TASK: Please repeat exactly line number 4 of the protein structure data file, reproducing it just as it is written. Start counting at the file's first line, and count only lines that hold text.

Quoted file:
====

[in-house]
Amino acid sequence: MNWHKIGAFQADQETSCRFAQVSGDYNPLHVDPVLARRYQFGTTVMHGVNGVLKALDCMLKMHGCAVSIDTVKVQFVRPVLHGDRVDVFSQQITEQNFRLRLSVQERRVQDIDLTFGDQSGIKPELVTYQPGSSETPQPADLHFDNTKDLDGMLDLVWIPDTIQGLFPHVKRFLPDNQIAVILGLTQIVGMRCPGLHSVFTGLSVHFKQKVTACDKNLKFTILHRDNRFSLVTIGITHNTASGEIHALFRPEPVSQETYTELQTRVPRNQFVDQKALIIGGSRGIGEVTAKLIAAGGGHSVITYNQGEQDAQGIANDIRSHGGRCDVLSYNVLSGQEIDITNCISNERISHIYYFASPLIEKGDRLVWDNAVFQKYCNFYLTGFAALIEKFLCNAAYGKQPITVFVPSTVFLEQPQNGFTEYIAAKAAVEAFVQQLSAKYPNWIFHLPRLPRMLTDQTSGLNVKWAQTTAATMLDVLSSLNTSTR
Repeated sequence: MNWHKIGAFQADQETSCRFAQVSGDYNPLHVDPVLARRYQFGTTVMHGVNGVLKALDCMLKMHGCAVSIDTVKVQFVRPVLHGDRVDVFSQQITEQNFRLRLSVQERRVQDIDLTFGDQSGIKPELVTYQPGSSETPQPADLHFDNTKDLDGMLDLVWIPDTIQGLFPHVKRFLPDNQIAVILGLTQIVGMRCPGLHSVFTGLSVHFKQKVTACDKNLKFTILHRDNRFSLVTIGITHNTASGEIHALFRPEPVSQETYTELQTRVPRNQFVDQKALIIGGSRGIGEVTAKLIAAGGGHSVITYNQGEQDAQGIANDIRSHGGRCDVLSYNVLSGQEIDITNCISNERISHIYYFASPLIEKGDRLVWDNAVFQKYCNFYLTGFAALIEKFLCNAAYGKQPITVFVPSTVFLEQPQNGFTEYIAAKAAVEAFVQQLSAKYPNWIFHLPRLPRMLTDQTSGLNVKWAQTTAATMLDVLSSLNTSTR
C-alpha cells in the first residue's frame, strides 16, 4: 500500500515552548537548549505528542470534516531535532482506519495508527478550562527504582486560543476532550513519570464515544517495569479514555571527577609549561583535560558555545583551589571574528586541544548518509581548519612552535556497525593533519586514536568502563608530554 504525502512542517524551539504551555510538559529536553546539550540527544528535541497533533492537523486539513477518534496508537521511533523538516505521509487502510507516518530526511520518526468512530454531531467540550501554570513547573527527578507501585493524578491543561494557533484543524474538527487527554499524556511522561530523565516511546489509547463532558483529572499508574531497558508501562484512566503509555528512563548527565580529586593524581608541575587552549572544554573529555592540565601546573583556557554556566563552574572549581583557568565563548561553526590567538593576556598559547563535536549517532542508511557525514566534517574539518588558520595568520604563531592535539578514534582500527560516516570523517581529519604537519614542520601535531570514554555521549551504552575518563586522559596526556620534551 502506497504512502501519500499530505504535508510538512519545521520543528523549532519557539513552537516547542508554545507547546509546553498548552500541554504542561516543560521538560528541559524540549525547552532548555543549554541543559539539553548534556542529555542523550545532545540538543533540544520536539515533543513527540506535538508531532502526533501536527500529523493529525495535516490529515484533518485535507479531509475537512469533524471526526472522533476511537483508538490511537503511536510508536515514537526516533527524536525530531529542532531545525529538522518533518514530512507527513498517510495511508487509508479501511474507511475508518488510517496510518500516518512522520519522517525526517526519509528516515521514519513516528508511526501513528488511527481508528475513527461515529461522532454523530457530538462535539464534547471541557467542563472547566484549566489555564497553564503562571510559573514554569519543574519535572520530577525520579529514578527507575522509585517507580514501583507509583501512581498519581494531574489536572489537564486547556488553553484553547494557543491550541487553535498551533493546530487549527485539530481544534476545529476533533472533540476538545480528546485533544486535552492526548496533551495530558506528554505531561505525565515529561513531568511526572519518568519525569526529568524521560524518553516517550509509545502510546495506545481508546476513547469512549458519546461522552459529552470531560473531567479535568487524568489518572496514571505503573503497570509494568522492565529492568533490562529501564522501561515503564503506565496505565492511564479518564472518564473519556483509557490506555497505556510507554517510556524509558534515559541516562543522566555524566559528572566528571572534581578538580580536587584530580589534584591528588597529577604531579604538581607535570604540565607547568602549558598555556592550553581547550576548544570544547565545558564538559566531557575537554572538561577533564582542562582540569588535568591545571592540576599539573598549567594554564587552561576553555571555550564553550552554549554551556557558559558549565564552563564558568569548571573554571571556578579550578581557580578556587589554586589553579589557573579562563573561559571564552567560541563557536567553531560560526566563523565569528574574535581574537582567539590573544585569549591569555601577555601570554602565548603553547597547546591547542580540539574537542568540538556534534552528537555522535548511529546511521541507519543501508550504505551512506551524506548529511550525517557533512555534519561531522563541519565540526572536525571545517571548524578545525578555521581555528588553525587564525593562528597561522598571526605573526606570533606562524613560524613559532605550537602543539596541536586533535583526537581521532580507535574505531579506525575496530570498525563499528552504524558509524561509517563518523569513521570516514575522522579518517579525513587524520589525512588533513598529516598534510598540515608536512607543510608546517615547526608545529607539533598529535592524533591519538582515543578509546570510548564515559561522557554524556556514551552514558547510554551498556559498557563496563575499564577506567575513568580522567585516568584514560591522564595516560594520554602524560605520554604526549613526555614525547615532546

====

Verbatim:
C-alpha cells in the first residue's frame, strides 16, 4: 500500500515552548537548549505528542470534516531535532482506519495508527478550562527504582486560543476532550513519570464515544517495569479514555571527577609549561583535560558555545583551589571574528586541544548518509581548519612552535556497525593533519586514536568502563608530554 504525502512542517524551539504551555510538559529536553546539550540527544528535541497533533492537523486539513477518534496508537521511533523538516505521509487502510507516518530526511520518526468512530454531531467540550501554570513547573527527578507501585493524578491543561494557533484543524474538527487527554499524556511522561530523565516511546489509547463532558483529572499508574531497558508501562484512566503509555528512563548527565580529586593524581608541575587552549572544554573529555592540565601546573583556557554556566563552574572549581583557568565563548561553526590567538593576556598559547563535536549517532542508511557525514566534517574539518588558520595568520604563531592535539578514534582500527560516516570523517581529519604537519614542520601535531570514554555521549551504552575518563586522559596526556620534551 502506497504512502501519500499530505504535508510538512519545521520543528523549532519557539513552537516547542508554545507547546509546553498548552500541554504542561516543560521538560528541559524540549525547552532548555543549554541543559539539553548534556542529555542523550545532545540538543533540544520536539515533543513527540506535538508531532502526533501536527500529523493529525495535516490529515484533518485535507479531509475537512469533524471526526472522533476511537483508538490511537503511536510508536515514537526516533527524536525530531529542532531545525529538522518533518514530512507527513498517510495511508487509508479501511474507511475508518488510517496510518500516518512522520519522517525526517526519509528516515521514519513516528508511526501513528488511527481508528475513527461515529461522532454523530457530538462535539464534547471541557467542563472547566484549566489555564497553564503562571510559573514554569519543574519535572520530577525520579529514578527507575522509585517507580514501583507509583501512581498519581494531574489536572489537564486547556488553553484553547494557543491550541487553535498551533493546530487549527485539530481544534476545529476533533472533540476538545480528546485533544486535552492526548496533551495530558506528554505531561505525565515529561513531568511526572519518568519525569526529568524521560524518553516517550509509545502510546495506545481508546476513547469512549458519546461522552459529552470531560473531567479535568487524568489518572496514571505503573503497570509494568522492565529492568533490562529501564522501561515503564503506565496505565492511564479518564472518564473519556483509557490506555497505556510507554517510556524509558534515559541516562543522566555524566559528572566528571572534581578538580580536587584530580589534584591528588597529577604531579604538581607535570604540565607547568602549558598555556592550553581547550576548544570544547565545558564538559566531557575537554572538561577533564582542562582540569588535568591545571592540576599539573598549567594554564587552561576553555571555550564553550552554549554551556557558559558549565564552563564558568569548571573554571571556578579550578581557580578556587589554586589553579589557573579562563573561559571564552567560541563557536567553531560560526566563523565569528574574535581574537582567539590573544585569549591569555601577555601570554602565548603553547597547546591547542580540539574537542568540538556534534552528537555522535548511529546511521541507519543501508550504505551512506551524506548529511550525517557533512555534519561531522563541519565540526572536525571545517571548524578545525578555521581555528588553525587564525593562528597561522598571526605573526606570533606562524613560524613559532605550537602543539596541536586533535583526537581521532580507535574505531579506525575496530570498525563499528552504524558509524561509517563518523569513521570516514575522522579518517579525513587524520589525512588533513598529516598534510598540515608536512607543510608546517615547526608545529607539533598529535592524533591519538582515543578509546570510548564515559561522557554524556556514551552514558547510554551498556559498557563496563575499564577506567575513568580522567585516568584514560591522564595516560594520554602524560605520554604526549613526555614525547615532546